While the bout between Georges Carpentier and Battling Siki would never be billed as “the fight of the century,” it did garner attention from a 32-year old Ho Chi Minh, evidently a fan of the pugilistic sport. “From a national viewpoint,” he wrote, “boxers are indispensable as an example of, and stimulation to, the physical excellence of the young generation. From the colonial viewpoint, a Carpentier-Siki match is worth more than one hundred gubernatorial speeches to prove to our subjects and protégés that we want to apply to the letter the principle of equality between races.” A very lofty thought, but the fight was quite a sordid affair, in fact, it was “fixed.”
In Carpentier By Himself, “the Orchid Man” admits it was a “phoney” match and adds that he could have finished Siki off in the first round if he had so desired. He wrote that “as a boxer [Siki’s] standard was primitive and no one in his senses could reasonably have regarded him as a suitable opponent for me.” Carpentier, we’ll soon discover, was not the most modest of men. His manager, François Descamps, felt it was necessary to arrange a match for his French fighter in Paris, and Carpentier agreed. In his book he writes—“As I saw the whole thing I was doing the Parisian public a favor and making a deliberate concession to their quite understandable desire to see me fight in the capital again.”
Deschamps and Charlie Hellers, Siki’s manager, got together and planned the details. Siki would hit the canvas in rounds one, two and three, and then in the fourth he would go down and stay down. Peter Benson, in his excellent biography, Battling Siki: A Tale of Ring Fixes, Race, and Murder in the 1920s, states that “Siki hated the whole idea, but if he hadn’t agreed to go through with it, there would have been no bout.” Of course Carpentier’s version is quite different—Siki is absolutely terrified and the only way he can be made to fight is the promise that the Frenchman won’t hit him too hard when the time comes for him to take his dive.
In the first round Carpentier taps Siki lightly and the Senegalese falls to the canvas, and cries of “fix” start to pepper the air. The referee, Henry Bernstein (who knows all about the pre-fight arrangements), angrily tells Siki to get up, that he hadn’t been hit. The next couple of rounds continue, rather tamely, with the crowd getting restless, and so Carpentier starts to swing a little harder, trying to make it look good. It must have felt like the Frenchman was hitting a bit too hard to Siki, who begins to get mad. When he is knocked down, supposedly, in the third, Siki looks up at Carpentier and has a change of heart. His pride is too great—he, according to his own statement, had never been on his knees before to any man and he gets off the canvas determined to now win the fight. He promptly knocks Carpentier down and the bout turns into a real match. The Frenchman gets up, clinches, calls Siki a bastard and tells him to go down. When the bell sounds Hellers asks Siki if he’s forgotten that he’s supposed to lose, but his fighter doesn’t reply.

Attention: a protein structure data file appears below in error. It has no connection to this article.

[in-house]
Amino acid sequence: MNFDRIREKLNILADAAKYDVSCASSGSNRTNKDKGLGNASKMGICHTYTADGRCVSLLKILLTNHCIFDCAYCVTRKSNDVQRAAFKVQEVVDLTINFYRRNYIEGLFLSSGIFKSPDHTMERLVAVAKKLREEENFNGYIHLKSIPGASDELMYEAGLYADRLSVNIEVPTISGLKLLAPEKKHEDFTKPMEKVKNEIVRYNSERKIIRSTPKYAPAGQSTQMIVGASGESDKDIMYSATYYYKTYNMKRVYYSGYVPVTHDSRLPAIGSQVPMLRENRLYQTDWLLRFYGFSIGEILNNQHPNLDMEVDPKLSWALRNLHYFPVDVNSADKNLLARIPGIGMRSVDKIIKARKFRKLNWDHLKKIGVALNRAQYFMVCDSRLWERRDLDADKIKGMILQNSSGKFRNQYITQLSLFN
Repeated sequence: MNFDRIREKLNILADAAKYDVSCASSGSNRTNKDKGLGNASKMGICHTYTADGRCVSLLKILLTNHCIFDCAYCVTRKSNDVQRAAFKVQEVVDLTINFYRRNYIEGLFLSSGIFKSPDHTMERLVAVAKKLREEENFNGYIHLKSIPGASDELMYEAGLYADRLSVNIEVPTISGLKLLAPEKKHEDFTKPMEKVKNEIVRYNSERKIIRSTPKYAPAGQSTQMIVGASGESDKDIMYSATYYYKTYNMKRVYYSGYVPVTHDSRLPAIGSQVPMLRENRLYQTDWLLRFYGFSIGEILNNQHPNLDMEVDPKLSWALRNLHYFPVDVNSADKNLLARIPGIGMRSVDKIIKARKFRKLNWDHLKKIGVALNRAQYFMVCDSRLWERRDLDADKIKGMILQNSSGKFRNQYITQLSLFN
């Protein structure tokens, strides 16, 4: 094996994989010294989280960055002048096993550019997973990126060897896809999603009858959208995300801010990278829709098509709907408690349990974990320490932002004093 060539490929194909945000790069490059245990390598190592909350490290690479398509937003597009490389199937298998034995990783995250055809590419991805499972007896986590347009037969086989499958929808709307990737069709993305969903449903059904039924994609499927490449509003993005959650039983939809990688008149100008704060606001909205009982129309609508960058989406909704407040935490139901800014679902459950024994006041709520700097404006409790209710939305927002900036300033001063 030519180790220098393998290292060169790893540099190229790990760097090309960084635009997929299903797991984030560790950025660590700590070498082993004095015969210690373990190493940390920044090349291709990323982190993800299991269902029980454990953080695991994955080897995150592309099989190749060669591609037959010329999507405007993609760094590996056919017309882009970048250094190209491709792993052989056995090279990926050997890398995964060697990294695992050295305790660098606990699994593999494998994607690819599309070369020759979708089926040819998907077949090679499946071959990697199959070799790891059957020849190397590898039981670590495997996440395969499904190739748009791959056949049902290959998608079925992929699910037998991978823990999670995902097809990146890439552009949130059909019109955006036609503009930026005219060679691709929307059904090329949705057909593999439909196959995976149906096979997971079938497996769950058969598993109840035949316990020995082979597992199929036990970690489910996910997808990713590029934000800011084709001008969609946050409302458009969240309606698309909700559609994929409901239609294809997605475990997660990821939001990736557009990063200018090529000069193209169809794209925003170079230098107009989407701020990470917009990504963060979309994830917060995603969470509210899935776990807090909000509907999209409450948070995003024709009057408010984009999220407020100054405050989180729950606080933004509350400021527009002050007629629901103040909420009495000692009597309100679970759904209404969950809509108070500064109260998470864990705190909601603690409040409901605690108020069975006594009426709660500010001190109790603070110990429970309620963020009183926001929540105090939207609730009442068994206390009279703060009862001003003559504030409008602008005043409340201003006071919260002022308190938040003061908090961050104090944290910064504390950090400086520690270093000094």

The fourth and fifth rounds turn into a slugfest and a brawl, with Siki dominating—in his book Carpentier admits that not only hadn’t he trained for a fight that wasn’t really a fight, he had been living a dissolute lifestyle and so now didn’t have the stamina he usually did. In the sixth Carpentier is heading to the canvas for the last time when he trips over Siki’s leg and the referee, obviously very confused by now, disqualifies “the Singular Senegalese,” and awards the victory to Georges. The crowd, who have been throwing their support behind Siki ever since the third round, start to raise hell and the referee’s decision is overturned and Siki finally comes away the winner and the new light-heavyweight champion.
A strange ending to a strange fight and Carpentier never got over how he was double-crossed. Siki was a very good fighter, as was Carpentier, but I think no honor from this fight can really come to either of these two men—a fix is a dirty deal in any sport, and a double-cross doesn’t make it better.
One last episode from Siki’s life needs to be recounted, as it does help us understand this boxer and his times. Nigel Collins, in his book Boxing Babylon (1990), relates a story from Siki’s First World War experiences. Seems that, singlehandedly, Siki surprised a group of nine German soldiers and was holding them prisoner when he started to realize how tough it was now going to be to get his captives back to the French lines. He solves this singular dilemma by ordering the nine men to climb into a hole and then tosses two grenades in after them. I don’t know how much faith can be placed in this story, after all Siki is the only survivor, but France believed him and decorated him with a medal.
We’ll end, as we began, with a quote from Ho Chi Minh, which perhaps sums up how some minorities perceived the 1922 fight. “Ever since colonialism existed, the Whites have been paid to bash in the faces of the Blacks. For once, a Black has been paid to do the same thing to a White.” For the quotes from Ho Chi Minh I am indebted to Andrew Gallimore’s A Bloody Canvas (2007), the story of Mike McTigue, the Irishman who dethroned Siki.
Read Part One